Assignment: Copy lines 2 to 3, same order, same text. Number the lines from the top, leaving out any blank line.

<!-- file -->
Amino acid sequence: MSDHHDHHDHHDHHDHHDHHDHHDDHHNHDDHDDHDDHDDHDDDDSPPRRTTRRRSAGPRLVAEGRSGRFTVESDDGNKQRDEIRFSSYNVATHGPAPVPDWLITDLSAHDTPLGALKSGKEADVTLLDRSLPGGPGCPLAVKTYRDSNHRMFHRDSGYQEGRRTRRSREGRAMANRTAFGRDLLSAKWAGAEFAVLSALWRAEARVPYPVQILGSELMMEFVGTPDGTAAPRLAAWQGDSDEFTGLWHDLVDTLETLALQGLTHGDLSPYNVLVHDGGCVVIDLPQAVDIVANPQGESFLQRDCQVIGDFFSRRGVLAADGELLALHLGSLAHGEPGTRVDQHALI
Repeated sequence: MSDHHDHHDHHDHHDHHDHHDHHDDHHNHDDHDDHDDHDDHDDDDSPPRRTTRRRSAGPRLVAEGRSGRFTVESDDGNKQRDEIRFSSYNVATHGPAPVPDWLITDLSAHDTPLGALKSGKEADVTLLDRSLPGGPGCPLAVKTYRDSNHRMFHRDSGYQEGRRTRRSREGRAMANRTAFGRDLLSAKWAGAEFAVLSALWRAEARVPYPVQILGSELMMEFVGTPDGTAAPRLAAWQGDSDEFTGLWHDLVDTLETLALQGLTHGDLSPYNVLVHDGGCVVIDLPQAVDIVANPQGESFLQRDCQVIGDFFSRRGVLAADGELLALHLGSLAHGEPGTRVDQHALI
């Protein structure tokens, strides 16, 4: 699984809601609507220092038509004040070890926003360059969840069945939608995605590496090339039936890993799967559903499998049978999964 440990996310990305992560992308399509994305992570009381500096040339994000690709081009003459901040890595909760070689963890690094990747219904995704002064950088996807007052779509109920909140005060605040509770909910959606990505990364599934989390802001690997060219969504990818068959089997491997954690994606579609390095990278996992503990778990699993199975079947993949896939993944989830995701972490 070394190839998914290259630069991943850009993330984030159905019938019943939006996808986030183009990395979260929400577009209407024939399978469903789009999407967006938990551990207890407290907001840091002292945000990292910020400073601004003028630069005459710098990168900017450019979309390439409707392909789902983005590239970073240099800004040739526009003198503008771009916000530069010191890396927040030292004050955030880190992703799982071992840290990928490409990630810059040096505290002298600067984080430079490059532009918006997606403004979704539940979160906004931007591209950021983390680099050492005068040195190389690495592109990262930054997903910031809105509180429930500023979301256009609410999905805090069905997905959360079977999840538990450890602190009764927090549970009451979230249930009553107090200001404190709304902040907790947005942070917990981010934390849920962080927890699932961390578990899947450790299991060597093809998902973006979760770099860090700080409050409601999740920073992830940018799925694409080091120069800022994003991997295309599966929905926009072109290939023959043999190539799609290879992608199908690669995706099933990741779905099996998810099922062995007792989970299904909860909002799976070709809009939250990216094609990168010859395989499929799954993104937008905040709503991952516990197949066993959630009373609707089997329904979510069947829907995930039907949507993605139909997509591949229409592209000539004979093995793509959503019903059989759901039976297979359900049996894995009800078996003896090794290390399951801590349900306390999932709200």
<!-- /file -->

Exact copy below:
Repeated sequence: MSDHHDHHDHHDHHDHHDHHDHHDDHHNHDDHDDHDDHDDHDDDDSPPRRTTRRRSAGPRLVAEGRSGRFTVESDDGNKQRDEIRFSSYNVATHGPAPVPDWLITDLSAHDTPLGALKSGKEADVTLLDRSLPGGPGCPLAVKTYRDSNHRMFHRDSGYQEGRRTRRSREGRAMANRTAFGRDLLSAKWAGAEFAVLSALWRAEARVPYPVQILGSELMMEFVGTPDGTAAPRLAAWQGDSDEFTGLWHDLVDTLETLALQGLTHGDLSPYNVLVHDGGCVVIDLPQAVDIVANPQGESFLQRDCQVIGDFFSRRGVLAADGELLALHLGSLAHGEPGTRVDQHALI
């Protein structure tokens, strides 16, 4: 699984809601609507220092038509004040070890926003360059969840069945939608995605590496090339039936890993799967559903499998049978999964 440990996310990305992560992308399509994305992570009381500096040339994000690709081009003459901040890595909760070689963890690094990747219904995704002064950088996807007052779509109920909140005060605040509770909910959606990505990364599934989390802001690997060219969504990818068959089997491997954690994606579609390095990278996992503990778990699993199975079947993949896939993944989830995701972490 070394190839998914290259630069991943850009993330984030159905019938019943939006996808986030183009990395979260929400577009209407024939399978469903789009999407967006938990551990207890407290907001840091002292945000990292910020400073601004003028630069005459710098990168900017450019979309390439409707392909789902983005590239970073240099800004040739526009003198503008771009916000530069010191890396927040030292004050955030880190992703799982071992840290990928490409990630810059040096505290002298600067984080430079490059532009918006997606403004979704539940979160906004931007591209950021983390680099050492005068040195190389690495592109990262930054997903910031809105509180429930500023979301256009609410999905805090069905997905959360079977999840538990450890602190009764927090549970009451979230249930009553107090200001404190709304902040907790947005942070917990981010934390849920962080927890699932961390578990899947450790299991060597093809998902973006979760770099860090700080409050409601999740920073992830940018799925694409080091120069800022994003991997295309599966929905926009072109290939023959043999190539799609290879992608199908690669995706099933990741779905099996998810099922062995007792989970299904909860909002799976070709809009939250990216094609990168010859395989499929799954993104937008905040709503991952516990197949066993959630009373609707089997329904979510069947829907995930039907949507993605139909997509591949229409592209000539004979093995793509959503019903059989759901039976297979359900049996894995009800078996003896090794290390399951801590349900306390999932709200």